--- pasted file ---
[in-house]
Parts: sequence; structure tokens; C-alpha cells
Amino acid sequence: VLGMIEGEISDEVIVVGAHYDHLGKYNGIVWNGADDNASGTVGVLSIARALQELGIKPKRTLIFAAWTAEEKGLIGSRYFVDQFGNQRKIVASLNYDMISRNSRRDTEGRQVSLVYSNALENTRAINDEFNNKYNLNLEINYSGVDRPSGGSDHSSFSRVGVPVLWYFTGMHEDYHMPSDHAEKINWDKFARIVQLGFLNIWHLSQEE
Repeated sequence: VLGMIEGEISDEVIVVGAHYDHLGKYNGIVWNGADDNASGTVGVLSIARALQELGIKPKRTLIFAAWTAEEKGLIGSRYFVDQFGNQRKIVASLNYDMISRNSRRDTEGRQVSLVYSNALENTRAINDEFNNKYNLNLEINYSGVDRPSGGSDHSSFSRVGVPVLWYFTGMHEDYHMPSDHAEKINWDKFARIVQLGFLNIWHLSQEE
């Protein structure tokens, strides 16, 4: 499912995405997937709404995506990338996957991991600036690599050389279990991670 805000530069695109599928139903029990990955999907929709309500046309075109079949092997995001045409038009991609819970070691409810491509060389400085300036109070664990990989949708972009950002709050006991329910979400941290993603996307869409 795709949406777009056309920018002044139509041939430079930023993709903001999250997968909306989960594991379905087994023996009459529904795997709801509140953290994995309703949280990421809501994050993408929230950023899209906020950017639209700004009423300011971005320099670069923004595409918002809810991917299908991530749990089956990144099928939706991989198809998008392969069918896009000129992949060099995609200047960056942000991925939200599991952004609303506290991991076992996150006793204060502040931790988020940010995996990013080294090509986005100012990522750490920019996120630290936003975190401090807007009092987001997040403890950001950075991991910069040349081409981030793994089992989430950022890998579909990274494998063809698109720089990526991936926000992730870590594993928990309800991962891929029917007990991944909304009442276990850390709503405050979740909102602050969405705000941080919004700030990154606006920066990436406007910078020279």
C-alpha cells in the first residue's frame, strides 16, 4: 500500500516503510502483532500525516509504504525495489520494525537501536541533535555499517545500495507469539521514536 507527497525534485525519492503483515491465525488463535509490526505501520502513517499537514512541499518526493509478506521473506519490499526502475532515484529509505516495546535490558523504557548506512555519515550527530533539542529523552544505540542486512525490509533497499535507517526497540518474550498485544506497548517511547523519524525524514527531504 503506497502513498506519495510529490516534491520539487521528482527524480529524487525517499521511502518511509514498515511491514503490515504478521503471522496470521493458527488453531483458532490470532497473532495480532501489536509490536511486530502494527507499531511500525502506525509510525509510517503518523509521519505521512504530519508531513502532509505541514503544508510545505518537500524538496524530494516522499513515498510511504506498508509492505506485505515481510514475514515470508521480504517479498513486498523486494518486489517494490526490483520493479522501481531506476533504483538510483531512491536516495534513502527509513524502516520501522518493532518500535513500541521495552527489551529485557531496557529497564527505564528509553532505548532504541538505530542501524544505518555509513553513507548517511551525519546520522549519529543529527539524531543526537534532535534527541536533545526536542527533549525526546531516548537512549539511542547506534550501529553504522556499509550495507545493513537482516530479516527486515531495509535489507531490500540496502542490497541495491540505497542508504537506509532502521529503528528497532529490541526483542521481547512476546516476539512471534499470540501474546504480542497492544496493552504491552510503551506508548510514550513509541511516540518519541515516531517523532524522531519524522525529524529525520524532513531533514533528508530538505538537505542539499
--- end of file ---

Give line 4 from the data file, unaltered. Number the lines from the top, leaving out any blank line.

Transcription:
Repeated sequence: VLGMIEGEISDEVIVVGAHYDHLGKYNGIVWNGADDNASGTVGVLSIARALQELGIKPKRTLIFAAWTAEEKGLIGSRYFVDQFGNQRKIVASLNYDMISRNSRRDTEGRQVSLVYSNALENTRAINDEFNNKYNLNLEINYSGVDRPSGGSDHSSFSRVGVPVLWYFTGMHEDYHMPSDHAEKINWDKFARIVQLGFLNIWHLSQEE